24th Brigade (Australia)

The 24th Brigade was a brigade-sized infantry unit of the Australian Army. Formed on 1 July 1940 as part of the Second Australian Imperial Force, the unit was raised for service during World War II. Originally formed as part of the 8th Australian Division the brigade was subsequently transferred to the newly created 9th Australian Division in December. The brigade served during the Western Desert Campaign, forming part of the Allied garrison during the Siege of Tobruk. Later, the brigade was withdrawn to Syria for occupation duties, but then later took part in the First and Second Battles of El Alamein. In early 1943, the brigade was returned to Australia to fight against the Japanese in the Pacific. In 1943–1944, the brigade fought in New Guinea, taking part in the landing at Lae and the Huon Peninsula campaign. Its final campaign came late in the war, when it took part in the Labuan landings and the Battle of North Borneo in mid-1945. After the war, the brigade was disbanded in early 1946.

24th Brigade
24th Brigade personnel exercise at Palm Beach, August 1944
BranchAustralian Army
Part of8th Division (1940)
9th Division (1940–46)
EngagementsWorld War II
Selwyn Porter
Unit colour patch




The brigade was formed on 1 July 1940 as part of the all volunteer Second Australian Imperial Force (2nd AIF). Consisting of three infantry battalions – the 2/25th, 2/28th and 2/43rd – the brigade was recruited from Queensland, Western Australia and South Australia. It opened its headquarters at Grovely, but moved to Enoggera a month later; its constituent units completed their training in their home locations, though. Upon establishment, the brigade was assigned to the 8th Division. The brigade's Queensland based battalion, the 2/25th, was detached in October 1940 and sent to garrison Darwin, Northern Territory;[1] the same month, the 24th Brigade was transferred to the newly formed 9th Division. This was part of a reorganisation of the 2nd AIF, which saw the less experienced units moved to the 9th Division, while those that were ready for combat were moved to the 7th Division.[2] The 2/25th Battalion was later transferred to the 25th Brigade, while it was replaced by the 2/32nd Battalion, which had been formed in the United Kingdom and would marry up with the brigade in the Middle East.[3] In December 1940, the 24th Brigade embarked for the Middle East, arriving in Palestine in February 1941, where the brigade concentrated, bringing together all three of its battalions for the first time.[4] The brigade's first commander was Brigadier Eric Plant.[5]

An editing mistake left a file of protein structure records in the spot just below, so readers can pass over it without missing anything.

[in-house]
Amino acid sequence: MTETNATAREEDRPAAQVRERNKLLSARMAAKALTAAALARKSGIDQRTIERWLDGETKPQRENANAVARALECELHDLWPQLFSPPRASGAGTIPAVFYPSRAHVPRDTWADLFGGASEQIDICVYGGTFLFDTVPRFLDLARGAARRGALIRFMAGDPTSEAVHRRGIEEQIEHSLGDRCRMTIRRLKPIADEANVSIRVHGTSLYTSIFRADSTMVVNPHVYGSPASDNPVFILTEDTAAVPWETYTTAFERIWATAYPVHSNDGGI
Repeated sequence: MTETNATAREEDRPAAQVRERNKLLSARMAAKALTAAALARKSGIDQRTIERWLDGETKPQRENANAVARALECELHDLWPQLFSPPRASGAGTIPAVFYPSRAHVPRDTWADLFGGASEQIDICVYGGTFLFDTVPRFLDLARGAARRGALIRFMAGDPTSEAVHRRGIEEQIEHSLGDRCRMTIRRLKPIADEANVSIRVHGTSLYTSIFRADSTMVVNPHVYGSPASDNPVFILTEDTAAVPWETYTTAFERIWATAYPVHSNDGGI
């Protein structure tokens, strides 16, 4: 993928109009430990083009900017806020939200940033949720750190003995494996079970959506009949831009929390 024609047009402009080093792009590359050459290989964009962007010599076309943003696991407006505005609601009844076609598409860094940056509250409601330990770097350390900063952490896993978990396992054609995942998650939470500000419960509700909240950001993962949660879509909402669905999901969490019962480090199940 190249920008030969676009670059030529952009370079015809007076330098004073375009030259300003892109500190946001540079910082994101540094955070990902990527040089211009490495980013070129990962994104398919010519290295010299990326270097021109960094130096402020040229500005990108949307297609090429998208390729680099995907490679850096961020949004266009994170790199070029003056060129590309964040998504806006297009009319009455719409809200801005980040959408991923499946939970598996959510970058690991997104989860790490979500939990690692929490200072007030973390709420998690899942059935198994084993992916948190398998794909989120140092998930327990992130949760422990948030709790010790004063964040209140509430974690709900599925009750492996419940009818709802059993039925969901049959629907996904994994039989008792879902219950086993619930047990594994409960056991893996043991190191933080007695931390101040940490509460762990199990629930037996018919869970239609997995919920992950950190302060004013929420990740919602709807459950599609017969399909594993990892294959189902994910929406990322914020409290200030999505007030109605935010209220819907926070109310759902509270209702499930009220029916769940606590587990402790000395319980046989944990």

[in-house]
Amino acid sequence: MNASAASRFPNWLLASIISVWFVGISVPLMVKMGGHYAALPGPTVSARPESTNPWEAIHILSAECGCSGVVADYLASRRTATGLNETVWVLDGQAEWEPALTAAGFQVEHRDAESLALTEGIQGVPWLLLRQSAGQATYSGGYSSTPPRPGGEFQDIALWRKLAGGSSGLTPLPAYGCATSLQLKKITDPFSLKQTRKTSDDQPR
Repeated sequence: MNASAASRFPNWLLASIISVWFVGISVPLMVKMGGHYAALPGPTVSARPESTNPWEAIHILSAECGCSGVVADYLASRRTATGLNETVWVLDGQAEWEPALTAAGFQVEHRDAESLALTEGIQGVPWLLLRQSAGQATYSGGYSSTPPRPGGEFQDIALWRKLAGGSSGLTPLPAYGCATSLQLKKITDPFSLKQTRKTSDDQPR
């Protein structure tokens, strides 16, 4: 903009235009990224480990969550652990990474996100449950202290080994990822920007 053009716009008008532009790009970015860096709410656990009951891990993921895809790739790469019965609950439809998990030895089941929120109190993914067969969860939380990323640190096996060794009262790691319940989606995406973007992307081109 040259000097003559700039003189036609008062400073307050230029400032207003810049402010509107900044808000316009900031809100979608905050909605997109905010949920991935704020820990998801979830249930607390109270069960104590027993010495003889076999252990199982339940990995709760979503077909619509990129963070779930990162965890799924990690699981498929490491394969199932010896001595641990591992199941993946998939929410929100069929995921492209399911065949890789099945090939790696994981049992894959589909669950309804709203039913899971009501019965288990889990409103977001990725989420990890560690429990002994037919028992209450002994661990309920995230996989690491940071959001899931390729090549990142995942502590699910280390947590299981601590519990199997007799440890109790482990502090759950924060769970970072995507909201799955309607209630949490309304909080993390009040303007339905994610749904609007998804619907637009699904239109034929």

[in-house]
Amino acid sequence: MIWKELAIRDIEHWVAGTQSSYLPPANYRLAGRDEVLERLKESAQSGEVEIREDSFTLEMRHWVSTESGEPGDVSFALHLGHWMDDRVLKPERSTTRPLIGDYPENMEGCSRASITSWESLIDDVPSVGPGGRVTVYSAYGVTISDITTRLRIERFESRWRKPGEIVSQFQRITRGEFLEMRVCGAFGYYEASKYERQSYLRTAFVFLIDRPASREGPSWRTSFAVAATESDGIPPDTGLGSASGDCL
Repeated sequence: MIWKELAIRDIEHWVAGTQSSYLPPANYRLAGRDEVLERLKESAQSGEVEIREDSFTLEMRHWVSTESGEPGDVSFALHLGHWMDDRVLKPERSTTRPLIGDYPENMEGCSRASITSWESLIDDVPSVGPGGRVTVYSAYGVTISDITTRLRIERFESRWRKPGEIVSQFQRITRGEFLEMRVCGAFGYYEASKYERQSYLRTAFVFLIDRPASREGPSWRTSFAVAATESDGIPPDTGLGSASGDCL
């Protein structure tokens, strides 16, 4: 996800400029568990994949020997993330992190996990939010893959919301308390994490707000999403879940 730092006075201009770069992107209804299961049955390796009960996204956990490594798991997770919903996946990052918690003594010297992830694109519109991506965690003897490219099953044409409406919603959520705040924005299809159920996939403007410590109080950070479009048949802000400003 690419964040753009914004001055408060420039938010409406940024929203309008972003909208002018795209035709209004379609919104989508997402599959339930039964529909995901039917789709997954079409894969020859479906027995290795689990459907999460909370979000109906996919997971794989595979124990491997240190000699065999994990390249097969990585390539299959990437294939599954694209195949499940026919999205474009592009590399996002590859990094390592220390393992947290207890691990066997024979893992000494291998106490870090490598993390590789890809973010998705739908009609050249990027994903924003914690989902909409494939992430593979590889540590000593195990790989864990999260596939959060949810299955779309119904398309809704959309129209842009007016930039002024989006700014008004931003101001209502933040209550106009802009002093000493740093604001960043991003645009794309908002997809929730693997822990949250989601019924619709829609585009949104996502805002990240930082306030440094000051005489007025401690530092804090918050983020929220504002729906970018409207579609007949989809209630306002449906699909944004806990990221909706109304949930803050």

Middle East

Bren carriers from the 24th Brigade on manoeuvre in Syria, June 1942

The initial fighting in the Western Desert Campaign had been undertaken by the Australian 6th Division, which had launched a series of attacks in January 1941, with the Battle of Bardia. As the most experienced and prepared formation, it was subsequently sent to Greece to help defend against a German invasion there. To free the 6th Division up, the 9th Division was sent to relieve them around Benghazi. The 24th Brigade had not completed its training, so it was held back around Tobruk during this time, and placed in reserve.[6] The 2/32nd joined the brigade at this time.[3] In February 1941, Brigadier Arthur Godfrey, who had previously commanded the 2/6th Battalion, took over command of the 24th Brigade.[7] After German forces landed around Tripoli to reinforce the Italians in North Africa, a large scale withdrawal began as the British and Australian forces were pushed back towards Tobruk, which was subsequently surrounded and placed under siege.[8] The 9th Division was subsequently assigned to the eastern sector of the Allied perimeter and over the brigade undertook defensive duties for the next several months, rotating around the position. In July and August, they held the Salient, taking over from the 20th Brigade; in this sector they carried out patrols and launched a minor attack.[9] Elsewhere, they carried out raids against Italian positions in May and then again in September.[10] Finally, in September 1941, the British 16th Infantry Brigade relieved the 24th, which was withdrawn by sea back to Palestine, less the 2/43rd Battalion, which was withdrawn the following month.[11][12]